Let’s run through a quick example. On average, our Fire Chief FC1000E furnace costs between $2,500 and $3,000 (let’s say $3,000 for this example). Let’s also assume that you pay $1,500 per year to heat your home with your gas furnace. Finally, let’s imagine you decide to install a Fire Chief furnace, and you end up paying $500 per year for firewood.
You would wind up saving $1,000 per year in heating costs ($1,500 for gas heating minus the $500 you spend on wood), and your $3,000 wood burning furnace would take 3 years to pay for itself.
This example is admittedly oversimplified; for example, it doesn’t take into account the electrical costs of running the furnace’s draft blower and distribution blower, and the cost estimates for firewood and natural gas can change depending on a number of factors.
Still, the opportunity to save money on heating with a wood burning furnace is definitely there. Be sure to plug in the numbers specific to your living situation to see how long it will take to start saving.
4. You Have a Pre-Existing Chimney and/or Ductwork
Like a natural gas furnace, a wood burning furnace can’t function without two vital components:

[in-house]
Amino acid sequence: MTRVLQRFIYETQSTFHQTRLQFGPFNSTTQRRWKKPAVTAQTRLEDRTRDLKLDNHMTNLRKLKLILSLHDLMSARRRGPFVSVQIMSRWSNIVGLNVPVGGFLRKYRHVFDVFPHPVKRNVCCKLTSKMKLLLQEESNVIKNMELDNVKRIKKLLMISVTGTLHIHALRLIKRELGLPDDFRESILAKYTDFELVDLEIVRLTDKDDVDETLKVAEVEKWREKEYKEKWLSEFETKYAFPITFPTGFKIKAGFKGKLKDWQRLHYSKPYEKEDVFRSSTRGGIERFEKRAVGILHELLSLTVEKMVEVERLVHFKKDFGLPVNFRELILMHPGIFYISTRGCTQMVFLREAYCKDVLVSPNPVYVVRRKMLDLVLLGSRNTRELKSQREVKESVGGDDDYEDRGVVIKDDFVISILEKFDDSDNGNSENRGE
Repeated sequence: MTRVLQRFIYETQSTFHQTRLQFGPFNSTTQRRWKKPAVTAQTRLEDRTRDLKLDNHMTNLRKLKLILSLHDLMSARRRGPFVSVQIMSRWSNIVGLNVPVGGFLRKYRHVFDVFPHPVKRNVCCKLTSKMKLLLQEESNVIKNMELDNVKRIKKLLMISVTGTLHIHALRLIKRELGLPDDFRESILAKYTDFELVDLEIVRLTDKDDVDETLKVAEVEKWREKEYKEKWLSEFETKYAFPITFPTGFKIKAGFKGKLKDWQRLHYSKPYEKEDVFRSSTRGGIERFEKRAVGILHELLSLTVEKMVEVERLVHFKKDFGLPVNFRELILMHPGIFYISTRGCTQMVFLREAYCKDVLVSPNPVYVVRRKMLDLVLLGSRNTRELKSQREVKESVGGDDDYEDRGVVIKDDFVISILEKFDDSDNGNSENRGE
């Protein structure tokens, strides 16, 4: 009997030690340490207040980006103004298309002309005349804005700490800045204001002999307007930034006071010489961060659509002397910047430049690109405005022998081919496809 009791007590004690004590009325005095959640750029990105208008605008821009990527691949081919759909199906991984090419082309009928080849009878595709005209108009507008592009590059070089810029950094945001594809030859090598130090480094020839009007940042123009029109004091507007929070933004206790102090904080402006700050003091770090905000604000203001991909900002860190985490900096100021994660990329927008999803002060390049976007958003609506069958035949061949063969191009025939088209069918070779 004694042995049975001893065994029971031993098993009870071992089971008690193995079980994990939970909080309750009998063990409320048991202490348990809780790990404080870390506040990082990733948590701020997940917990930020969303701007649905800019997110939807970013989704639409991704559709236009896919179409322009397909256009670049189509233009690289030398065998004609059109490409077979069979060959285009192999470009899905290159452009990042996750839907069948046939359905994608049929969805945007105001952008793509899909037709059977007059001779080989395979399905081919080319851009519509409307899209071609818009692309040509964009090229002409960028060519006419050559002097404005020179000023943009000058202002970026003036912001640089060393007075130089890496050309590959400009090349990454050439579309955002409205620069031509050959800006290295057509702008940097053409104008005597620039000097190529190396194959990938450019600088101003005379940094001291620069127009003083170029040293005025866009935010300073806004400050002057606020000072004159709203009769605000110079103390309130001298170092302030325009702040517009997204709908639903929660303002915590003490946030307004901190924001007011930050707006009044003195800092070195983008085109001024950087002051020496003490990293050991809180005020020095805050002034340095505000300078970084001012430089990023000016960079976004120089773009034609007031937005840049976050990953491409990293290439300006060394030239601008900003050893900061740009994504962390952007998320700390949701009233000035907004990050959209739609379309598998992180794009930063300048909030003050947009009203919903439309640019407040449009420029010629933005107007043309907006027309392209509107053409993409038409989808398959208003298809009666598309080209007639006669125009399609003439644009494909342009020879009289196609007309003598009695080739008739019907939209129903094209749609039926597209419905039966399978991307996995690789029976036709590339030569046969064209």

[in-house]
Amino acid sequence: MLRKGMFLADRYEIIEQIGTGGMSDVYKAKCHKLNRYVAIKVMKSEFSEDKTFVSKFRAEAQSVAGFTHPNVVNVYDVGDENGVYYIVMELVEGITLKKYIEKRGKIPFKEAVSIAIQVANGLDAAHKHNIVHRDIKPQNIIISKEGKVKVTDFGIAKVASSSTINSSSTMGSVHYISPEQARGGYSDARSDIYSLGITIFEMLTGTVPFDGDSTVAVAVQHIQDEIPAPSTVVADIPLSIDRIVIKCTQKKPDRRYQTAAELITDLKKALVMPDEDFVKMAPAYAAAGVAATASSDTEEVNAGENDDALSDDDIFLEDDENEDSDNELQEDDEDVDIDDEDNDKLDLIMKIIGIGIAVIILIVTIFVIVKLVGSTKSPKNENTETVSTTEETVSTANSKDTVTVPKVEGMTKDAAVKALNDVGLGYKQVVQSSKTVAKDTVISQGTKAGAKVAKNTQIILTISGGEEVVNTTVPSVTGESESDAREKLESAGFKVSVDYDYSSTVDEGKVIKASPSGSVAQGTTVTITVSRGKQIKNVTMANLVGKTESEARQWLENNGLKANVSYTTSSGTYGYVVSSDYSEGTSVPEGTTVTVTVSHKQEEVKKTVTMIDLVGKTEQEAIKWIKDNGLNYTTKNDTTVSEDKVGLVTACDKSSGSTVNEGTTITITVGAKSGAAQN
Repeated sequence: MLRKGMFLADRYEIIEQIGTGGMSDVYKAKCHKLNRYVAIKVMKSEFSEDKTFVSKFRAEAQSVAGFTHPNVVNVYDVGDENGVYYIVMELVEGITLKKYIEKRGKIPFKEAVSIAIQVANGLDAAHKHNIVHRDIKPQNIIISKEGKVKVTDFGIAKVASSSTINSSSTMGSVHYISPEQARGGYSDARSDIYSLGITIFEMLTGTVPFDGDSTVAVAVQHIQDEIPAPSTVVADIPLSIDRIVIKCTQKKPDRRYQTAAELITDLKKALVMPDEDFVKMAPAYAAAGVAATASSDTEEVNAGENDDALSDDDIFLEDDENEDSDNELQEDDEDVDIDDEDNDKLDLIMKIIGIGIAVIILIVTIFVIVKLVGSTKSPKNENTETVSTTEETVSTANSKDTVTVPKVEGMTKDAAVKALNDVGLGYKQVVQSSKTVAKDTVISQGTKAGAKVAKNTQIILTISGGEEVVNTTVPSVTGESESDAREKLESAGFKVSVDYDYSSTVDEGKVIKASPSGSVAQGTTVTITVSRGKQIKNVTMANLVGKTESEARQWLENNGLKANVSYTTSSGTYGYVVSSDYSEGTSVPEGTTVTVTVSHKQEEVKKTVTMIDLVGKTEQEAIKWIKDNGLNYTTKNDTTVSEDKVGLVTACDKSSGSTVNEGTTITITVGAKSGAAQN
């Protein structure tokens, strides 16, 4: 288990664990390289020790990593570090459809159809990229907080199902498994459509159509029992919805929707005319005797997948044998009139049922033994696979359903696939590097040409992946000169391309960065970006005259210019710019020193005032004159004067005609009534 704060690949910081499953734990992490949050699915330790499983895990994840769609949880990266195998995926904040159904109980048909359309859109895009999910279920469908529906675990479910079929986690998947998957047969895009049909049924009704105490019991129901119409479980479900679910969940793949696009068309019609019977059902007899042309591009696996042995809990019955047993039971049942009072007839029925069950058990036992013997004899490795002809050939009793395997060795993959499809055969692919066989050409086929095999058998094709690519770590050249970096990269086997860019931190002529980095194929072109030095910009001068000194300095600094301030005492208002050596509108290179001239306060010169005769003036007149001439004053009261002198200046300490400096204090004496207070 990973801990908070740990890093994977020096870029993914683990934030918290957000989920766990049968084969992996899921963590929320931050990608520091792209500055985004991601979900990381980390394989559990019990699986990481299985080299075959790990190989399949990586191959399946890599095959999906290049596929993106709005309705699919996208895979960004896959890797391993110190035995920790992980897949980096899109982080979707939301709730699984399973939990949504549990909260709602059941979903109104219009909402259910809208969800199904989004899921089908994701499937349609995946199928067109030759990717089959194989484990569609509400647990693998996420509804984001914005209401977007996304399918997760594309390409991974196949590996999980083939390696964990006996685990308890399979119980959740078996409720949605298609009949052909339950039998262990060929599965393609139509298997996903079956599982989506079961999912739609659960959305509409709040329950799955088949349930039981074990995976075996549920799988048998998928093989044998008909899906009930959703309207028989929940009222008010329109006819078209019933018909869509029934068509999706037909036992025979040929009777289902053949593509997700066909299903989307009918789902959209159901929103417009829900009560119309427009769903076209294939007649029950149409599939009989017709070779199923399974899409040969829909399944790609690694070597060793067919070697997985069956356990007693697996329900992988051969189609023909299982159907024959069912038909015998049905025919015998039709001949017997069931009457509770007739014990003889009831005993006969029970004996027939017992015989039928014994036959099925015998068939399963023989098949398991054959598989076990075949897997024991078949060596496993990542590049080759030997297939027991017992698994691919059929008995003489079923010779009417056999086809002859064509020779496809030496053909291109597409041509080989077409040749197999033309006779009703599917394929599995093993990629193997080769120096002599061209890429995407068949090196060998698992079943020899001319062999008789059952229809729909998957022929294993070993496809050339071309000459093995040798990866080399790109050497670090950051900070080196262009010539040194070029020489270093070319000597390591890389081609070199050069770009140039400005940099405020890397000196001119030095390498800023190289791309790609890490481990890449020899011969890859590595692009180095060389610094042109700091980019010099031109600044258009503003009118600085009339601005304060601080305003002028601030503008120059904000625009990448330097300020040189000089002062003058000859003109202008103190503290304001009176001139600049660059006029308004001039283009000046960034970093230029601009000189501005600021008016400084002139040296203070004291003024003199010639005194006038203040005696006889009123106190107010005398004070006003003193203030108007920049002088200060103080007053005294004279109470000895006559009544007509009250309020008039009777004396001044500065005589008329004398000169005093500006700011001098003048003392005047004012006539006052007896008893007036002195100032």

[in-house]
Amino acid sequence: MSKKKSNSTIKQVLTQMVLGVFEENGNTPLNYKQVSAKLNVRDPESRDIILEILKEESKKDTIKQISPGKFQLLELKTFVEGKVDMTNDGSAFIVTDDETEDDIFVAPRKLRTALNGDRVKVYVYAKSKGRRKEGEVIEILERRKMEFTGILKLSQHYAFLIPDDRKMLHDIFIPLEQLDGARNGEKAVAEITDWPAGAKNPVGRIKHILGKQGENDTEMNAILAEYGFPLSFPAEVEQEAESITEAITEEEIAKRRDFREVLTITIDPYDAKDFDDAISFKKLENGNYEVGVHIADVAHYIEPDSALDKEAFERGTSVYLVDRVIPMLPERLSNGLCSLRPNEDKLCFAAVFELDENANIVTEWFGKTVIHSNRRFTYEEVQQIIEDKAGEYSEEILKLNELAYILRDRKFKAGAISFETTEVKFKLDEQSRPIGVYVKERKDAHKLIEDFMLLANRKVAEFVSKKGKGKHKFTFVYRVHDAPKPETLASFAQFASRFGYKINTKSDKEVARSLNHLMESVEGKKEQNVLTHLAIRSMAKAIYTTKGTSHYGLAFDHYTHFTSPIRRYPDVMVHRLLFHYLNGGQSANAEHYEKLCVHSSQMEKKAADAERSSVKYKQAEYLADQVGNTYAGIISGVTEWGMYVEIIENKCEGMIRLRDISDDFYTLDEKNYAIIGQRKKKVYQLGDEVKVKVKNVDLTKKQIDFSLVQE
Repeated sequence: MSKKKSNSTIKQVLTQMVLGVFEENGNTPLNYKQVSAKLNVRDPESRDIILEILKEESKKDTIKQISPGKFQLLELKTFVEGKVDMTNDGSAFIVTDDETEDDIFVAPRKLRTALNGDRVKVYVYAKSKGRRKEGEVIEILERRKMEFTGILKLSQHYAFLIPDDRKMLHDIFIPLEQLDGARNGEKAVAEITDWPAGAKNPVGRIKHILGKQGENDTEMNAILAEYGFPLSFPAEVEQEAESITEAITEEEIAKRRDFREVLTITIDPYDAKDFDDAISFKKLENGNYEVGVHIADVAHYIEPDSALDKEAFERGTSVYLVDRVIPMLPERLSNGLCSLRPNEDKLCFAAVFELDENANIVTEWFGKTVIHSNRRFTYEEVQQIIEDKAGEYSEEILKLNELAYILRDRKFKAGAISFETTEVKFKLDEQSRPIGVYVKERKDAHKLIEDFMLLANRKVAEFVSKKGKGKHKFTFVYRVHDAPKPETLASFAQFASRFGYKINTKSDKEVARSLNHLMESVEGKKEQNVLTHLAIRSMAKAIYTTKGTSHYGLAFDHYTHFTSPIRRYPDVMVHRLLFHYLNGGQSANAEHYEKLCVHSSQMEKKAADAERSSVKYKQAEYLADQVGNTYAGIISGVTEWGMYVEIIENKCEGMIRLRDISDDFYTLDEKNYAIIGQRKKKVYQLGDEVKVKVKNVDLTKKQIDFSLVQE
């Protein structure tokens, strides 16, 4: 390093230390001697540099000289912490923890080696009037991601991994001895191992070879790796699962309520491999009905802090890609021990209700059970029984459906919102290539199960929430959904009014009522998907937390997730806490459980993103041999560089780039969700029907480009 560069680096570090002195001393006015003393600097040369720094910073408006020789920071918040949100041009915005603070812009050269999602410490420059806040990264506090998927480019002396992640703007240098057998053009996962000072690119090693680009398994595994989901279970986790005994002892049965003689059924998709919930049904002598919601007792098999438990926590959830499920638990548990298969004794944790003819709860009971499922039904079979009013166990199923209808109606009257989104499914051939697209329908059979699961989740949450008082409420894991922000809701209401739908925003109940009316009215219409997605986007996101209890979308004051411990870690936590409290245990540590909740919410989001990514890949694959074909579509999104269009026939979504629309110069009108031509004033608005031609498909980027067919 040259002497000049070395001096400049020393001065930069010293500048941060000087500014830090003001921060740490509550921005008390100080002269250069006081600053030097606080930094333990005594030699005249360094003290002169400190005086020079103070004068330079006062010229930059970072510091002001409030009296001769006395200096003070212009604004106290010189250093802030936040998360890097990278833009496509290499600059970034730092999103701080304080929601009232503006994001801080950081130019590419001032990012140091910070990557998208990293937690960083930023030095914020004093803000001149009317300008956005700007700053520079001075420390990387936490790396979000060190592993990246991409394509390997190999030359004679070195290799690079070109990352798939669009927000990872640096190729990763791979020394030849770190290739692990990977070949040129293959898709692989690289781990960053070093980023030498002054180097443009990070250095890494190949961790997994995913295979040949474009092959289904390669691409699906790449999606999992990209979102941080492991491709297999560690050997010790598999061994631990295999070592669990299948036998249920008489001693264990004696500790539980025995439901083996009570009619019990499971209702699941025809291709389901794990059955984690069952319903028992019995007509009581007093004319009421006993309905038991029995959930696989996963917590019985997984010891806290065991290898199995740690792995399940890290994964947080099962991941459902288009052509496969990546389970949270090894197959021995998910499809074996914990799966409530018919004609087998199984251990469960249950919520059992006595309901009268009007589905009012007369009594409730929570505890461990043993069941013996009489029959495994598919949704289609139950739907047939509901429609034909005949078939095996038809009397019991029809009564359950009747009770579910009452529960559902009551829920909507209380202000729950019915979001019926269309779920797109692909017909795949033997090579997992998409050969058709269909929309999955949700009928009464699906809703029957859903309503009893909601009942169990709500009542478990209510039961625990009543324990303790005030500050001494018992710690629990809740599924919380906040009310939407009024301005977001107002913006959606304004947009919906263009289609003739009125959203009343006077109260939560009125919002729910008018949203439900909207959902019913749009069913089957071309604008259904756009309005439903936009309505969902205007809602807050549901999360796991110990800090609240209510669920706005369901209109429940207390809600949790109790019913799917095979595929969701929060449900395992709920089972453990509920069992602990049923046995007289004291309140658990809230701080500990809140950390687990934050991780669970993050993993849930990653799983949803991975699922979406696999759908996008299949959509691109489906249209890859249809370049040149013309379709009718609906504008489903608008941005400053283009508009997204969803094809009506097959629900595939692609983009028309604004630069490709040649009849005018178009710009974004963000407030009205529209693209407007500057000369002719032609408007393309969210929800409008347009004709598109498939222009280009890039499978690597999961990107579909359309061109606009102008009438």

- Air ducts to distribute the heat
- A chimney to vent out smoke and other gas
The process of installing a wood burning furnace is a battle in and of itself, but it’s made much easier if your home already has ductwork, a chimney, or both. If you’re replacing a gas or electric furnace, your new wood furnace can simply hook up to the existing ducts and chimney system, saving on time and cost.
DIYers will likely be able to take on this project on their own. But if you don’t feel confident in installing your furnace yourself, have a certified installer do the work. You’ll incur hundreds of dollars more in upfront costs, but you’ll save yourself some huge headaches down the road (e.g., warm air not distributing evenly or correctly, or a home full of smoke from an improper chimney connection).
3 Signs That a Wood Burning Furnace Isn’t Right for You